Thursday, August 25, 2011

Hurricane Watch

Haven't been feeling well emotionally & physically. The two tend to get go together in depressives.  But my mood is lightening with the prospect of Hurricane Irene arriving here later Saturday.  Yes, it will cause misery for millions in Jersey,  especially in ocean & tidal areas, & has  the potential for catastrophic damage. Nothing one can do about it, so may as well observe it all with interest.

Irene's current path leaves open the strong possibility that it will directly strike New Jersey. A direct hurricane hit on Jersey is an extremely rare occurrence - direct meaning the storm eye  makes landfall here. For a hurricane to do that, it has to either stay at sea & bend west as it approaches Jersey - unlikely,  or straddle the coast up from Virginia, keeping hurricane strength - part of the current path forecast. If a hurricane moves inland, it may remain a devastating storm especially in the mountainous regions of Virginia & Eastern PA, causing widespread major flooding & wind damage,  but  it downscales to tropical storm strength quickly. If it skirts the coast offshore  it pushes in storm surges, high surf, & hurricane force winds & can wipe out homes, piers, boardwalks,  causing massive damage, but it still isn't a "direct hit."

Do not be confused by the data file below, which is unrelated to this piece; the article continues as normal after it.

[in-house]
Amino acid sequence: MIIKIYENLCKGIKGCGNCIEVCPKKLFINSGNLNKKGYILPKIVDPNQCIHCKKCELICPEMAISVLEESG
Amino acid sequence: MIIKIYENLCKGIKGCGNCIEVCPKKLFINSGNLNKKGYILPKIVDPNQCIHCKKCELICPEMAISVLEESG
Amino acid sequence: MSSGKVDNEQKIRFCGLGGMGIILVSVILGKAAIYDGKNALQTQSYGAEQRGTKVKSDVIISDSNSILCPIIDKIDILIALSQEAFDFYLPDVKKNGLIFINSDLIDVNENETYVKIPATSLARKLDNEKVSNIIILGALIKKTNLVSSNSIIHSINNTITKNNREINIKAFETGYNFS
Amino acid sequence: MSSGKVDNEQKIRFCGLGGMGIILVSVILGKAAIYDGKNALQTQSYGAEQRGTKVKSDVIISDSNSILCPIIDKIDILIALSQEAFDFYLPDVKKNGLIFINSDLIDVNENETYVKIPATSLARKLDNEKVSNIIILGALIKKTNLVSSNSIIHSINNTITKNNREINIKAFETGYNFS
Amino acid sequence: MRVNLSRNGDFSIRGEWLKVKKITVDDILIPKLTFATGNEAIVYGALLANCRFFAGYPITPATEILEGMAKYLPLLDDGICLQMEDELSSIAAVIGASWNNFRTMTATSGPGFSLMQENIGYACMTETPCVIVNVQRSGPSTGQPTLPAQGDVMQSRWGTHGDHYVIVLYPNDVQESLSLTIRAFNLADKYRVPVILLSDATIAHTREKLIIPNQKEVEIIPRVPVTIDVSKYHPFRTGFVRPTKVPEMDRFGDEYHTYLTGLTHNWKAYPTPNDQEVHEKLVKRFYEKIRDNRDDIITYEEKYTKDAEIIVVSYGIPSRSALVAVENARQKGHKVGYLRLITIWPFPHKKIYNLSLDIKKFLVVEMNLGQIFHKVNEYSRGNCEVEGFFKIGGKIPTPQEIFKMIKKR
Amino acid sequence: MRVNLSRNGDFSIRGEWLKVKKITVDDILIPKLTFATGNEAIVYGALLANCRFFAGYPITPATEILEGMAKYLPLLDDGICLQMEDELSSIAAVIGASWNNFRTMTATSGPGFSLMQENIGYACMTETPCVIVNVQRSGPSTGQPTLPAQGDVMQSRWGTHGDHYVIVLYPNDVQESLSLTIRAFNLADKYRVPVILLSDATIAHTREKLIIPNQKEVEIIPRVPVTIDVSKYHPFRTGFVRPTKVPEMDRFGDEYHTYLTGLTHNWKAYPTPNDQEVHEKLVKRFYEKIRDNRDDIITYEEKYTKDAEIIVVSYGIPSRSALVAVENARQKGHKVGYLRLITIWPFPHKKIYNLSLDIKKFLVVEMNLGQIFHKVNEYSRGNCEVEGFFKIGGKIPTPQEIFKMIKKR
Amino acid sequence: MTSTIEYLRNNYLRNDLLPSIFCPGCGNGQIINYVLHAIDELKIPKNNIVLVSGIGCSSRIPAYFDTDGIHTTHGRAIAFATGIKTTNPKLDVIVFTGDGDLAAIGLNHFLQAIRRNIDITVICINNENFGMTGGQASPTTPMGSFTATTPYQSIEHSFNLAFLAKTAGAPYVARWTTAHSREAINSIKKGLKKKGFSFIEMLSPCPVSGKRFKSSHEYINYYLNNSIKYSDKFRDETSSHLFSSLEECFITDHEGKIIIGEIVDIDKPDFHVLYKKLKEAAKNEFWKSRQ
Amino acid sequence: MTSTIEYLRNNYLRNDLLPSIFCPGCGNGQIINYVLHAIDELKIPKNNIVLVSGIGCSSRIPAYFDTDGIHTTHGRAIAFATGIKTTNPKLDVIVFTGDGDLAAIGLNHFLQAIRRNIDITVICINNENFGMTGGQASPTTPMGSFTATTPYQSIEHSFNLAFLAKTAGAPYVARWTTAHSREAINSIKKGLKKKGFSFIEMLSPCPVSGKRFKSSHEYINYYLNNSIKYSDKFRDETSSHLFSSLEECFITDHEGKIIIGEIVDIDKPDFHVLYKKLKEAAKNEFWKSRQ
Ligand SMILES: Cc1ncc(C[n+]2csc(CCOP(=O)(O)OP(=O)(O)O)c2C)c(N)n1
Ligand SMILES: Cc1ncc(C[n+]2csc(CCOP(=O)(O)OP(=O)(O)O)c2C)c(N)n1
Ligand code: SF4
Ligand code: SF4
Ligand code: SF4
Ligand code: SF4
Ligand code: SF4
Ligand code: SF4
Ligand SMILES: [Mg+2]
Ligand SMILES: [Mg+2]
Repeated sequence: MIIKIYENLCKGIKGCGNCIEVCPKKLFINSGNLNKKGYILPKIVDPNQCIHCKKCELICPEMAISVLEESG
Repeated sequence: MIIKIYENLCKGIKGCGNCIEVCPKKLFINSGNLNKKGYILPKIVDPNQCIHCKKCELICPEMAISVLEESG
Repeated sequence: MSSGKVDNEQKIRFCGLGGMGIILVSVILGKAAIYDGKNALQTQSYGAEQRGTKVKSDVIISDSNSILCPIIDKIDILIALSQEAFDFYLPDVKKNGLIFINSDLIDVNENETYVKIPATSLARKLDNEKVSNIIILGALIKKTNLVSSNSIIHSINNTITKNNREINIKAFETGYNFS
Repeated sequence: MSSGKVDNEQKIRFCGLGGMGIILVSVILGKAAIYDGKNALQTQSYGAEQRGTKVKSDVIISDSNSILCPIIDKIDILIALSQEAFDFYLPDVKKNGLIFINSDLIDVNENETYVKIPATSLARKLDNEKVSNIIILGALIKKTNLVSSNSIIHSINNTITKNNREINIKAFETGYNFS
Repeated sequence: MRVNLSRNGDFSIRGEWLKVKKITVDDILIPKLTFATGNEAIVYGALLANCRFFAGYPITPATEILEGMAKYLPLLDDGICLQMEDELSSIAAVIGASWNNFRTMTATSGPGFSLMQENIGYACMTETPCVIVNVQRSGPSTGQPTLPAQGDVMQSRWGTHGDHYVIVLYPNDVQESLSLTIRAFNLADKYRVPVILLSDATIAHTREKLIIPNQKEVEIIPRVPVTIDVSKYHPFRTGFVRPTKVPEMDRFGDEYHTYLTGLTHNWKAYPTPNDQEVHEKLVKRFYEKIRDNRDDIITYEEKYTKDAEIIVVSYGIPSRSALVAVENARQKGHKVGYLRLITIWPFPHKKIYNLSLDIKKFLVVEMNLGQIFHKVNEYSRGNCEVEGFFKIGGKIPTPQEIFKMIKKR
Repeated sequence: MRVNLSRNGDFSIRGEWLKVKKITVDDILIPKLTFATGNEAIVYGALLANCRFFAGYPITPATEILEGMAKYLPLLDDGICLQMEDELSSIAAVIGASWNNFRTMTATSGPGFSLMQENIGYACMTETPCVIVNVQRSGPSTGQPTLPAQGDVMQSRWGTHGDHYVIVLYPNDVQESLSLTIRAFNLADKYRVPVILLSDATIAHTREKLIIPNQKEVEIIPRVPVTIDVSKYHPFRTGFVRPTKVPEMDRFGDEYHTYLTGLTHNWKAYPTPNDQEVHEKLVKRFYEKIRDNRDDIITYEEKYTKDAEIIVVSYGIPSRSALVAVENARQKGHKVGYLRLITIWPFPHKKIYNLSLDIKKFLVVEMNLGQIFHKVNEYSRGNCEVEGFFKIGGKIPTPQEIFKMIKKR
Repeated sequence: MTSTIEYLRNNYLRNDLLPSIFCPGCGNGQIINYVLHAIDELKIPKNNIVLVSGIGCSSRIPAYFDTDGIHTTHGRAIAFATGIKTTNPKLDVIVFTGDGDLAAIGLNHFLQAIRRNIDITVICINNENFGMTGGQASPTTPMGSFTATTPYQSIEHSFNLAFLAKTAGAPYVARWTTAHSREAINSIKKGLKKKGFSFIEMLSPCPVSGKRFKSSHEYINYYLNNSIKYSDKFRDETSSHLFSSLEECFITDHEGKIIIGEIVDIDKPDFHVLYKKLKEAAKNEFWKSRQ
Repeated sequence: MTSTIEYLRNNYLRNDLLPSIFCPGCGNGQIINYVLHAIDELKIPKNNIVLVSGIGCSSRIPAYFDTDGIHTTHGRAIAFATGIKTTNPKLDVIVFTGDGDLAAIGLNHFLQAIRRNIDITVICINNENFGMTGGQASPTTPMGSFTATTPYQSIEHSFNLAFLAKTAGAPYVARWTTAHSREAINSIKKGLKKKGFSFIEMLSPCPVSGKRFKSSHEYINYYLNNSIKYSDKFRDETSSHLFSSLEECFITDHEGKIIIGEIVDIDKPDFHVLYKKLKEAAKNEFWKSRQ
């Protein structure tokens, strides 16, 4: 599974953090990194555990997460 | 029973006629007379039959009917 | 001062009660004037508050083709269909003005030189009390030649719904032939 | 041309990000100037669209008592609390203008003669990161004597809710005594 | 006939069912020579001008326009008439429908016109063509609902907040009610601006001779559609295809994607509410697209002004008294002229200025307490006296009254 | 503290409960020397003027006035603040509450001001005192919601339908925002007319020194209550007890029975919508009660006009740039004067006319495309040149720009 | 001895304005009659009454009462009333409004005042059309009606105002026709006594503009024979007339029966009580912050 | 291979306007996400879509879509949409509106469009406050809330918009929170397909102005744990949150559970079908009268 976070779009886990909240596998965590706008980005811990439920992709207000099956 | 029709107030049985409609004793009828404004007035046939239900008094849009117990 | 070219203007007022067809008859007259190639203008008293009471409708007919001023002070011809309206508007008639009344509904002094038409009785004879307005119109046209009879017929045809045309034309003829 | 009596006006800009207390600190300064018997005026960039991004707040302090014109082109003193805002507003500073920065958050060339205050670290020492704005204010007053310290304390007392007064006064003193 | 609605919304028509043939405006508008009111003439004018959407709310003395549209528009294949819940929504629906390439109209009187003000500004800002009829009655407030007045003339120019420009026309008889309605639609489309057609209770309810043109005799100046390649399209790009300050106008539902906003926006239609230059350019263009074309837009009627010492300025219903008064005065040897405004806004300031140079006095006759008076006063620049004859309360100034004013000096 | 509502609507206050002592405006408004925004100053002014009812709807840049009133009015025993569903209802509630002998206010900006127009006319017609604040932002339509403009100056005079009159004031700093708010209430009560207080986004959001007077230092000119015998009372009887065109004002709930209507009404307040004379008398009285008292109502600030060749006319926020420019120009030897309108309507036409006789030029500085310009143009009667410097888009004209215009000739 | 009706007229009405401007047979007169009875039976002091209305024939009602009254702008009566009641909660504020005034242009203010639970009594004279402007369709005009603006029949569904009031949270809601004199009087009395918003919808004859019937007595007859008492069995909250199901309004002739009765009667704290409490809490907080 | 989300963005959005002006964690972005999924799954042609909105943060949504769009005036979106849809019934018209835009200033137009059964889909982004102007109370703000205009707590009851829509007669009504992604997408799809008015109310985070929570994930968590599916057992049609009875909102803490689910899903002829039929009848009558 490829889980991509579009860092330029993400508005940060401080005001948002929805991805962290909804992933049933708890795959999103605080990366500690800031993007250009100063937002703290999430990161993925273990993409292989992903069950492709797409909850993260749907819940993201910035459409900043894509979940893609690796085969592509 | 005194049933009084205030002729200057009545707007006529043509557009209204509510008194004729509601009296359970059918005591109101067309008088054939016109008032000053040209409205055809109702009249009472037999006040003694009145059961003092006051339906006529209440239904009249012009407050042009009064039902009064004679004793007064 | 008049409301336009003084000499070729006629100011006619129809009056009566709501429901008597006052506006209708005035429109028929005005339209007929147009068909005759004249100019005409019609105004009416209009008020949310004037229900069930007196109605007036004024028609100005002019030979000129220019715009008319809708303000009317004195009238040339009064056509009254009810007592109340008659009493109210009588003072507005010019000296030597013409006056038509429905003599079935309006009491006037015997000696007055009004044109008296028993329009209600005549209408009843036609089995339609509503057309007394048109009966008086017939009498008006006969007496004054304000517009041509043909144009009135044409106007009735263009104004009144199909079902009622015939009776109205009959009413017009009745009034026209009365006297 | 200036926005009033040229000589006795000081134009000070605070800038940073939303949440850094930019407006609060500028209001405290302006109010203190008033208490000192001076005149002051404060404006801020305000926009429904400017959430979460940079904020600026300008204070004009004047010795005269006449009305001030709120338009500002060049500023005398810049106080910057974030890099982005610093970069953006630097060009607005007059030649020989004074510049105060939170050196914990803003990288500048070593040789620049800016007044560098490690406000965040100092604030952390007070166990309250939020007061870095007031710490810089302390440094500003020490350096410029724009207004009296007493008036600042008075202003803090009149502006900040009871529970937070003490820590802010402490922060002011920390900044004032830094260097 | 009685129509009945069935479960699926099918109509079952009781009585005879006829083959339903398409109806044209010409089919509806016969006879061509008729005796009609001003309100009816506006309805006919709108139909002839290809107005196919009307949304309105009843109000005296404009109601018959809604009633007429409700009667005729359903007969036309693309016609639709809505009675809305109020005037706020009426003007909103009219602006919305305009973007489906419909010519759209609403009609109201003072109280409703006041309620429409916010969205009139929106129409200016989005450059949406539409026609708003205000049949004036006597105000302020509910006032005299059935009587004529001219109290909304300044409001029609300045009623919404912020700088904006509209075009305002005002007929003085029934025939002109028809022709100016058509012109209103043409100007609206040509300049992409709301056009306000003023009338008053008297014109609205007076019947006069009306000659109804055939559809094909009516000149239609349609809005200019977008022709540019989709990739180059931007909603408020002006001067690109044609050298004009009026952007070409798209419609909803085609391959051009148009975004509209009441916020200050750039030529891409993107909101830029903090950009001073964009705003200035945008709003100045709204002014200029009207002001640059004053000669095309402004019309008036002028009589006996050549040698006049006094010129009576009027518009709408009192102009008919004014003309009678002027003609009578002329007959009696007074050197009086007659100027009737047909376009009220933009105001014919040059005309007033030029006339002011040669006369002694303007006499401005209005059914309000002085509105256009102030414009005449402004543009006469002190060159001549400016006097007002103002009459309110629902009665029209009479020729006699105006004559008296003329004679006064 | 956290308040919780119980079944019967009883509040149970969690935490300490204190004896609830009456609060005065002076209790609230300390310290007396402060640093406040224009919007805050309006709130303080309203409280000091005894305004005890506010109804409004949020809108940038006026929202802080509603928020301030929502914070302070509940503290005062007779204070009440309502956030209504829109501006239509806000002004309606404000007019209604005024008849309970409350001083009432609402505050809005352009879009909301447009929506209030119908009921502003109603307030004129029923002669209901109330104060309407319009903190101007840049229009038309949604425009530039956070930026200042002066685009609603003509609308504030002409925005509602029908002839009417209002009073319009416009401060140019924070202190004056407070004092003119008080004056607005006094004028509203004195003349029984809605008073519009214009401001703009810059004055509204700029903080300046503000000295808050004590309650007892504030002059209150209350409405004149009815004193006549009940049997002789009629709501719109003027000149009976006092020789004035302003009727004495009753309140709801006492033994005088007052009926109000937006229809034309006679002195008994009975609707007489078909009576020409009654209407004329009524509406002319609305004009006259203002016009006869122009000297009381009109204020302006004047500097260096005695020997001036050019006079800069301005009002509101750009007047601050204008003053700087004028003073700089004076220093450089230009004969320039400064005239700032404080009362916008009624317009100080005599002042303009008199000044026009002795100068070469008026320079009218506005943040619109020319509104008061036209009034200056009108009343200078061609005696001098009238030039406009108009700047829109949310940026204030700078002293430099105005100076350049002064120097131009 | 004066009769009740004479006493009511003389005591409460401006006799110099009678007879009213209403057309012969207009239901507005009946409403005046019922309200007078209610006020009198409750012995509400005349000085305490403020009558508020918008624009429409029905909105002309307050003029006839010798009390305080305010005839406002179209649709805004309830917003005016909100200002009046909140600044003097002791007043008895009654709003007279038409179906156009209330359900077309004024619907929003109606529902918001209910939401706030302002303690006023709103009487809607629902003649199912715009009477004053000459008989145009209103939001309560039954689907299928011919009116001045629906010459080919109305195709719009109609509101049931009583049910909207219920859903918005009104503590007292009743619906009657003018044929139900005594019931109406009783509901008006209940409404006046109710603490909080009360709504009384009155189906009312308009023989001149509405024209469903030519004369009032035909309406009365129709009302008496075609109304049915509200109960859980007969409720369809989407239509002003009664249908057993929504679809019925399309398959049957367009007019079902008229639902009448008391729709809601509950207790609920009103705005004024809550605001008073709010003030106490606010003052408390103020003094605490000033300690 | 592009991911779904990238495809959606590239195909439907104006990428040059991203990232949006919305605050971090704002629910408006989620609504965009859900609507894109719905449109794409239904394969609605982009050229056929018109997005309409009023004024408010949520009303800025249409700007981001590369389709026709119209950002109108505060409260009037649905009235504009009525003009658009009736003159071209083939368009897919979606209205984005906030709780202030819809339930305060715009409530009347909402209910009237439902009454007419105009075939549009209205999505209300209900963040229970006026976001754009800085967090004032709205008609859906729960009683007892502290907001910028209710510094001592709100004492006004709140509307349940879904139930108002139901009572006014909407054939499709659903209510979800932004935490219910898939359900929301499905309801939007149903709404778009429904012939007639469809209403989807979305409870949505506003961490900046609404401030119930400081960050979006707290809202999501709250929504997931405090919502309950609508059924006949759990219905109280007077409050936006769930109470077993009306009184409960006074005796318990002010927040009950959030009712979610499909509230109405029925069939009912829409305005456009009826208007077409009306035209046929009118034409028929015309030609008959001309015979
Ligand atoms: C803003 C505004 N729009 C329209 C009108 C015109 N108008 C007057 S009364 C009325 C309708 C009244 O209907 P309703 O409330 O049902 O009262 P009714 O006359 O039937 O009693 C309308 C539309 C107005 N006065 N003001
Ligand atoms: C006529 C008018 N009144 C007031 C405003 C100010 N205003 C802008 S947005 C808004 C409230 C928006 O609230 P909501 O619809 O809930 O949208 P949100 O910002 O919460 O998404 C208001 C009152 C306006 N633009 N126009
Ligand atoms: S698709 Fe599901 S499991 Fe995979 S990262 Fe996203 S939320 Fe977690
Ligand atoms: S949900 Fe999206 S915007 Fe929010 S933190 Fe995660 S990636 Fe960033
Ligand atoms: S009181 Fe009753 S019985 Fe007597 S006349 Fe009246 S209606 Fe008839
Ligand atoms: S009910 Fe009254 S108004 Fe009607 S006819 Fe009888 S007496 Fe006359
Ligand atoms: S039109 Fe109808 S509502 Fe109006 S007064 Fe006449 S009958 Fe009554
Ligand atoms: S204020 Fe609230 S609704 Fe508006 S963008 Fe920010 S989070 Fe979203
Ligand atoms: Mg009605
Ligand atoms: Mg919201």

We're used to "cry wolf" weather reporting here.  But  if  Irene comes across Delaware Bay as a fully-developed hurricane,  what happens  will not be in the experience of most South Jerseyans no matter how weather-savvy they believe they are. A hurricane is not a noreaster. A hurricane is a noreaster crammed into 3 hours.  . Noreasters tend to wind themselves up in the vicinity of Jersey.  Hurricanes arrive here in a condition of unwinding. What may take an approaching noreaster two or three tides to do with high water,  a hurricane does in minutes.  We Jerseyans may have some difficulty imagining a 10 foot storm surge riding in on top of a high tide.

In a space of a week, Jersey may experience both an earthquake & the eye of a hurricane. What odds would Vegas have given on that?

Morey's Piers in Wildwood, which operate the main amusement & waterpark attractions there. announced they're closed Fri, Sat & Sun, a huge economic blow before any damage even occurs. The beach is so broad there that any damage will probably be limited to rides & buildings rather than the piers themselves.

Jersey has had some memorable storms. I  vaguely recall Hurricane Donna in 1960 as a lot of rain & wind,  but it wasn't as bad as the panic it caused. The two worst in living memory are the 1944 Great Atlantic Hurricane that ripped up boardwalks & piers & destroyed hundreds of houses, & the 1962 March Storm, perhaps the single most destructive storm in modern Jersey history, a slow-moving noreaster that piled up successive high tides over two days, with pounding surf & gale force winds. Everyone who lived through it at the shore, or saw the destruction first hand afterward, as I did as an impressionable kid, ever forgot it.

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